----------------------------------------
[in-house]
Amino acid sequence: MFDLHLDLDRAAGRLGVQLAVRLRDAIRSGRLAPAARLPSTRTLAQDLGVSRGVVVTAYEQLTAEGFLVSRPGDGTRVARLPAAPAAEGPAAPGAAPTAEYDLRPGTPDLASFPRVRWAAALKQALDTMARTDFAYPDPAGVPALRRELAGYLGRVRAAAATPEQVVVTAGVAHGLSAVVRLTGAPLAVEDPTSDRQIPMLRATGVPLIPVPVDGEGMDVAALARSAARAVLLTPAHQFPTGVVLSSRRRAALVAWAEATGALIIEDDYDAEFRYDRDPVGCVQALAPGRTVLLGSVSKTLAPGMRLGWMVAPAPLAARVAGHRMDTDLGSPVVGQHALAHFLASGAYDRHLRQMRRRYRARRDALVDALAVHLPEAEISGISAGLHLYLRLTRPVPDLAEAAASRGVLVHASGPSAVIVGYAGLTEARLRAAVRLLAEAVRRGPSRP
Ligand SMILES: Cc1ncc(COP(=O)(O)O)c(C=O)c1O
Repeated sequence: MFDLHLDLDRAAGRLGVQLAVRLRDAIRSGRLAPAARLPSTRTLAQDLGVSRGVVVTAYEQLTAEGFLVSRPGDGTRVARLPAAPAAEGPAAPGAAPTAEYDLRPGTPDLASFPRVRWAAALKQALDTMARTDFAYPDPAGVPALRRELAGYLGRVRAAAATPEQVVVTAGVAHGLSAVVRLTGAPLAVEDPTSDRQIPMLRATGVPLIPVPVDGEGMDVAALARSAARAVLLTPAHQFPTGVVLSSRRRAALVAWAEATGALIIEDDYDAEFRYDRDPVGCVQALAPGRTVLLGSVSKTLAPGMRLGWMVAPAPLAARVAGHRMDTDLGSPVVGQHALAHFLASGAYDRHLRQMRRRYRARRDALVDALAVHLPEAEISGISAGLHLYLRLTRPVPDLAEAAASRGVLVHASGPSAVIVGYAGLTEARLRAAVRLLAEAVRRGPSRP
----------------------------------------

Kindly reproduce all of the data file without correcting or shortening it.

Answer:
[in-house]
Amino acid sequence: MFDLHLDLDRAAGRLGVQLAVRLRDAIRSGRLAPAARLPSTRTLAQDLGVSRGVVVTAYEQLTAEGFLVSRPGDGTRVARLPAAPAAEGPAAPGAAPTAEYDLRPGTPDLASFPRVRWAAALKQALDTMARTDFAYPDPAGVPALRRELAGYLGRVRAAAATPEQVVVTAGVAHGLSAVVRLTGAPLAVEDPTSDRQIPMLRATGVPLIPVPVDGEGMDVAALARSAARAVLLTPAHQFPTGVVLSSRRRAALVAWAEATGALIIEDDYDAEFRYDRDPVGCVQALAPGRTVLLGSVSKTLAPGMRLGWMVAPAPLAARVAGHRMDTDLGSPVVGQHALAHFLASGAYDRHLRQMRRRYRARRDALVDALAVHLPEAEISGISAGLHLYLRLTRPVPDLAEAAASRGVLVHASGPSAVIVGYAGLTEARLRAAVRLLAEAVRRGPSRP
Ligand SMILES: Cc1ncc(COP(=O)(O)O)c(C=O)c1O
Repeated sequence: MFDLHLDLDRAAGRLGVQLAVRLRDAIRSGRLAPAARLPSTRTLAQDLGVSRGVVVTAYEQLTAEGFLVSRPGDGTRVARLPAAPAAEGPAAPGAAPTAEYDLRPGTPDLASFPRVRWAAALKQALDTMARTDFAYPDPAGVPALRRELAGYLGRVRAAAATPEQVVVTAGVAHGLSAVVRLTGAPLAVEDPTSDRQIPMLRATGVPLIPVPVDGEGMDVAALARSAARAVLLTPAHQFPTGVVLSSRRRAALVAWAEATGALIIEDDYDAEFRYDRDPVGCVQALAPGRTVLLGSVSKTLAPGMRLGWMVAPAPLAARVAGHRMDTDLGSPVVGQHALAHFLASGAYDRHLRQMRRRYRARRDALVDALAVHLPEAEISGISAGLHLYLRLTRPVPDLAEAAASRGVLVHASGPSAVIVGYAGLTEARLRAAVRLLAEAVRRGPSRP